Use Cases, Today and Tomorrow
Alteryx’s applications of large language models and generative AI are more infrastructural than many which have surfaced in the analytics space recently. They aren’t (yet) about using natural language to generate assets like reports or workflows, but rather using the technology to extend the reach, management, power and capabilities of those assets.
These generative AI-based capabilities extend primarily to natural language use cases, but LLMs can be used for scenarios beyond natural language, especially when combined with a customer’s own data. Vittal expects that Alteryx may move to certain of these scenarios soon, stating that “…we’re trying to …decouple the foundational model and the work that happens with the foundational model from the contextualized training and find… I probably think about it as fine-tuning… that we can do [this] using the customer’s data and Alteryx’s data.”
Vittal also told The New Stack that the company has been “working with our design partners on things like metadata enrichment, things like orchestration of specific very complex operational processes. And we’re finding that there’s real value in applying generative AI to these kinds of use cases because it takes a lot of tasks out of the process.”
AI Isn’t Everything
This is all neat stuff, and there’s no disputing how cool and transformational AI is. But, as I mentioned earlier, Alteryx made a few important non-AI related announcements too. They include:
- So-called “cloud-connected experiences,” like Cloud Execution for Desktop, a hybrid cloud feature that allows customers to author Alteryx workflows in the Alteryx Designer desktop application, then save them to, and have them execute in, the cloud.
- New Enterprise Utilities for enhanced governance, including Alteryx product telemetry data to manage usage across clouds, and the ability to treat workflows as code, then curate them and manage their deployment by pushing them to Git-compatible version control repositories
- New Location Intelligence capabilities which have been rewritten for the cloud, to take advantage of the extended resources and elastic computing power provided there. This makes new use cases possible because more powerful spatial data workloads can be accommodated in the cloud. Alteryx is announcing pushdown query integration with Snowflake, and integrations with TomTom, to attain this improved performance and enable the new use cases.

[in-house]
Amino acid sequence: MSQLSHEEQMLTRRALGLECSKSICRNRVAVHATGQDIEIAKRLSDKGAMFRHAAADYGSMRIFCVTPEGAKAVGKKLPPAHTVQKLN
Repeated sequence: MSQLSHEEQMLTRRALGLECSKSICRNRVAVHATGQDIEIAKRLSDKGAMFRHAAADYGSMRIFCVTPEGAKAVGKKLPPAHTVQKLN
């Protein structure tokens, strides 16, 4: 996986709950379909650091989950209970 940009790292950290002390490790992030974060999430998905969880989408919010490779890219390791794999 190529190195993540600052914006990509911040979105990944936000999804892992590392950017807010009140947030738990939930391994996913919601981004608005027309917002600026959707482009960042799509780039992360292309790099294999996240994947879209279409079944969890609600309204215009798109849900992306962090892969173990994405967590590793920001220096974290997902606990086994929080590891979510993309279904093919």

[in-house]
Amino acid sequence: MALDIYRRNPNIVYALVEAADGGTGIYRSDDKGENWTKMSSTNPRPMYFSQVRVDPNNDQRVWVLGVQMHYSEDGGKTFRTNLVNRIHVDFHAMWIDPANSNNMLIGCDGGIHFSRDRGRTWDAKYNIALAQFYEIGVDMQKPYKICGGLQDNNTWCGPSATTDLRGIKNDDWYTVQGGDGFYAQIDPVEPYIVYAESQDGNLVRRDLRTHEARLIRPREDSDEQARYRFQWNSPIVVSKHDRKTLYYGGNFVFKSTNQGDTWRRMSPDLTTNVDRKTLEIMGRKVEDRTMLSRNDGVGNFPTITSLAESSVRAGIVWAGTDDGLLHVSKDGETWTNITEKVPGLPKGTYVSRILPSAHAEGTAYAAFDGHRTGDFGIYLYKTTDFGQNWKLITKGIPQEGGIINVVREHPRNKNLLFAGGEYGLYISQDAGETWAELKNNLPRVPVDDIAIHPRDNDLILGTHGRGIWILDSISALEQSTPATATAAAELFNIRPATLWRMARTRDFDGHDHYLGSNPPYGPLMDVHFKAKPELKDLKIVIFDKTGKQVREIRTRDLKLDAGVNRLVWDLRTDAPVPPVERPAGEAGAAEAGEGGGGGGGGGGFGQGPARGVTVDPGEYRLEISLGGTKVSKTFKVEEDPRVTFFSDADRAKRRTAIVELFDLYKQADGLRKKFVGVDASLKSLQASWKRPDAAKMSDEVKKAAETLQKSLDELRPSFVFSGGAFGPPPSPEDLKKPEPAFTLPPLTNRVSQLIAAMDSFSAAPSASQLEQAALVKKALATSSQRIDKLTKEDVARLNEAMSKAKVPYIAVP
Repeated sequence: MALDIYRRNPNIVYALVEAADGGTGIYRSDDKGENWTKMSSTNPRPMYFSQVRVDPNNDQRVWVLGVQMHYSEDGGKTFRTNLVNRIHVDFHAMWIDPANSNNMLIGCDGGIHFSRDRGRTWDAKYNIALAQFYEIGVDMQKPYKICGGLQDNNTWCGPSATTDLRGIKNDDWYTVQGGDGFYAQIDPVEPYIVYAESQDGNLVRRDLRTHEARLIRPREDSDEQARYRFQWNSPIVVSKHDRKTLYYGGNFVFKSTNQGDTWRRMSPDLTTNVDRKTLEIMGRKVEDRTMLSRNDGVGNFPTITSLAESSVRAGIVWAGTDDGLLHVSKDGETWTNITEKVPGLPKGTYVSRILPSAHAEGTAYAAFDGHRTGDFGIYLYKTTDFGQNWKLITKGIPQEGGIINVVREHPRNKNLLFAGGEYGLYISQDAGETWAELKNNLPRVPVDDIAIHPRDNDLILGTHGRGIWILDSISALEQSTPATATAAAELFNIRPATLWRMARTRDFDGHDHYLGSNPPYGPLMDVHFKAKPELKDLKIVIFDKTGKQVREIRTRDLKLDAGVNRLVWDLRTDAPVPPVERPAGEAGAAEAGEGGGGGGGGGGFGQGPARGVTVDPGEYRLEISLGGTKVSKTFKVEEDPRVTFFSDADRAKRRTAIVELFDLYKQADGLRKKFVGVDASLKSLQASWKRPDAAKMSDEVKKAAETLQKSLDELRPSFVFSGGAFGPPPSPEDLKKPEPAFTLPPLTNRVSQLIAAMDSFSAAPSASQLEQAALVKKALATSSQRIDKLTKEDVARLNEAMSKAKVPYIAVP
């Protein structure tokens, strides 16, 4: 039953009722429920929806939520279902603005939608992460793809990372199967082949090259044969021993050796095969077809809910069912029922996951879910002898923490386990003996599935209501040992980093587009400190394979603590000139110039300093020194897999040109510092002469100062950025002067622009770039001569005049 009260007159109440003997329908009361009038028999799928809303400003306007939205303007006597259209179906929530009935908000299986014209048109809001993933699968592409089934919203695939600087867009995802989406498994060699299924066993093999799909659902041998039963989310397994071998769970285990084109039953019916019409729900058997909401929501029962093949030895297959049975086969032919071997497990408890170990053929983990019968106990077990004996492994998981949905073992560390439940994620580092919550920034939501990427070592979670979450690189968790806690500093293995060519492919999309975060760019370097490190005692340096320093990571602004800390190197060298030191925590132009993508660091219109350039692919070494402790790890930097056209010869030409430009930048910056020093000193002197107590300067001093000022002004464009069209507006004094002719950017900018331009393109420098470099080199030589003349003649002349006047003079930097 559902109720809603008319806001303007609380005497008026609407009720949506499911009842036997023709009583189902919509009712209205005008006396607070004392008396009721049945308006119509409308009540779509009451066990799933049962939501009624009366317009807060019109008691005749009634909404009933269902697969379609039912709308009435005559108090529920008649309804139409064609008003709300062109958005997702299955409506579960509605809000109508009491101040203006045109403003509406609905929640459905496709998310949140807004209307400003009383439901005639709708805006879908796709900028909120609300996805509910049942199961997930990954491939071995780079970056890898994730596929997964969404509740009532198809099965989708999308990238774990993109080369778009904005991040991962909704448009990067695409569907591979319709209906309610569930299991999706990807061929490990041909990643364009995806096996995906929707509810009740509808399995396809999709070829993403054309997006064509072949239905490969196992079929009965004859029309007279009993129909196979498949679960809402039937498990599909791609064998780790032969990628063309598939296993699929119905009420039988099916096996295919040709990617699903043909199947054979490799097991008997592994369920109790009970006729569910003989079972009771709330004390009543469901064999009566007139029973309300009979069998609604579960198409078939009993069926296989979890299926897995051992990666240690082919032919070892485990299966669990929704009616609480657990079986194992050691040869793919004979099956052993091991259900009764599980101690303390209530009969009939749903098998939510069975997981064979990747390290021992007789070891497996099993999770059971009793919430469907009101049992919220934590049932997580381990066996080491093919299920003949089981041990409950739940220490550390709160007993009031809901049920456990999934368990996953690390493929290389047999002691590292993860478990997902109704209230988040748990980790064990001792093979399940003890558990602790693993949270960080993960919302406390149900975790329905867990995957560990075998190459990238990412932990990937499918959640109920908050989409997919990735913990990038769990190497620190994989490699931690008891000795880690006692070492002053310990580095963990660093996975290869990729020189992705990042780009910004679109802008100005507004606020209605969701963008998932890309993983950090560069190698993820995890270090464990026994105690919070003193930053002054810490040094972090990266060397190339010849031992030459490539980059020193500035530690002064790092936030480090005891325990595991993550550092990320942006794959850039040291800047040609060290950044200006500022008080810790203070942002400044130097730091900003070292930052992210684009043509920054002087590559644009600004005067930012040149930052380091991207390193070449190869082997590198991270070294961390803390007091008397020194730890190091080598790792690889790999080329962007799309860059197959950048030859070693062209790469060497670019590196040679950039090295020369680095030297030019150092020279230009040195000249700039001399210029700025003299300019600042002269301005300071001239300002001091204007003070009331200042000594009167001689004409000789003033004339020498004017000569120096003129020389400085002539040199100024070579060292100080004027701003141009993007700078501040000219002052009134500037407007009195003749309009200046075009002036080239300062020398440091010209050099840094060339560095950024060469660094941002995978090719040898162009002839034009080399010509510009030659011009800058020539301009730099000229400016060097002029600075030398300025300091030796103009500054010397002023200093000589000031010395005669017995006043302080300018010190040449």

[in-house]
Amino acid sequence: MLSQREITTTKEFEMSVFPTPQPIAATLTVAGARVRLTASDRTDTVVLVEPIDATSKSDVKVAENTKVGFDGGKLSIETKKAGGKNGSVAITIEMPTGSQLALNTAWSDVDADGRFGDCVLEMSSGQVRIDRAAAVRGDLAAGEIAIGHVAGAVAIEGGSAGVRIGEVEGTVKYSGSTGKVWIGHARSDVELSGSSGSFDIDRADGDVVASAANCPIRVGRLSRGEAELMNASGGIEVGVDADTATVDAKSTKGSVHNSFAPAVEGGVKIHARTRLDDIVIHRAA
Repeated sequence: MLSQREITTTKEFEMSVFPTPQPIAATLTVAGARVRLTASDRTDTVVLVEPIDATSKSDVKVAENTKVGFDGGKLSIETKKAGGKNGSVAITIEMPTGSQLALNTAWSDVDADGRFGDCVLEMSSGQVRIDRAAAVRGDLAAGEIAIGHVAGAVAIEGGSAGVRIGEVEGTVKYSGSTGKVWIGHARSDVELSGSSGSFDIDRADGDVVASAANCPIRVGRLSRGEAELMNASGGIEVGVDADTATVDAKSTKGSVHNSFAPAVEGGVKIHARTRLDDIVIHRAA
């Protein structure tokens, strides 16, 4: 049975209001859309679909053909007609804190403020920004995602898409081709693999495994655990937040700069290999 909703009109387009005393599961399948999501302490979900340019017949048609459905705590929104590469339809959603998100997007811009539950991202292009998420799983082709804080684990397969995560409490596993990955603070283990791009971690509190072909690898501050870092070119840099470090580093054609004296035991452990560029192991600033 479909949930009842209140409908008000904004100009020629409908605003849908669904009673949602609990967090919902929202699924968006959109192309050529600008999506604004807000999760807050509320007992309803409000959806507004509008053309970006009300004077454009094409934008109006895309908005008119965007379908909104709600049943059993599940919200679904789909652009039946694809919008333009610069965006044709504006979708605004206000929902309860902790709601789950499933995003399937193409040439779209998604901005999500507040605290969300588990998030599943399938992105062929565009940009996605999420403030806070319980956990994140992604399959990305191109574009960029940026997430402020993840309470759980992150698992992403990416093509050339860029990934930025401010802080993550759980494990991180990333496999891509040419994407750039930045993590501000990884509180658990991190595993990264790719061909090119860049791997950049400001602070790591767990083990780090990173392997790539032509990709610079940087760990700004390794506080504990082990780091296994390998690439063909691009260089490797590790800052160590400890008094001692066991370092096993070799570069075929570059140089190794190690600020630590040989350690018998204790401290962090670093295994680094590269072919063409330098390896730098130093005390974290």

Must read: Snowflake Builds out Its Data Cloud
That’s a lot of developments to absorb. Despite the recessionary air and austerity on both the customer and vendor sides of the data realm today, Alteryx seems to be doing quite well. Vittal put it this way: “Last quarter… we expanded 121% which is kind of best-in-class expansion. The largest of our accounts expanded 131%. So we’re continuing to see demand and durability of use cases even in this macro, some might argue in this macro even more so, because more and more the teams have to do more with less. And so automation and analytics orchestration becomes more important.”
One might argue that generative AI is creating its own economic bump for our industry. While some of that may be merely a hype-driven bubble, applications of AI like the ones Alteryx has implemented add real practicality and productivity. The latter typically drives healthy economic expansion, which is something we should all be rooting for. If we can move past the “spectacle” of AI, and focus on its down-to-earth utility, good things can result.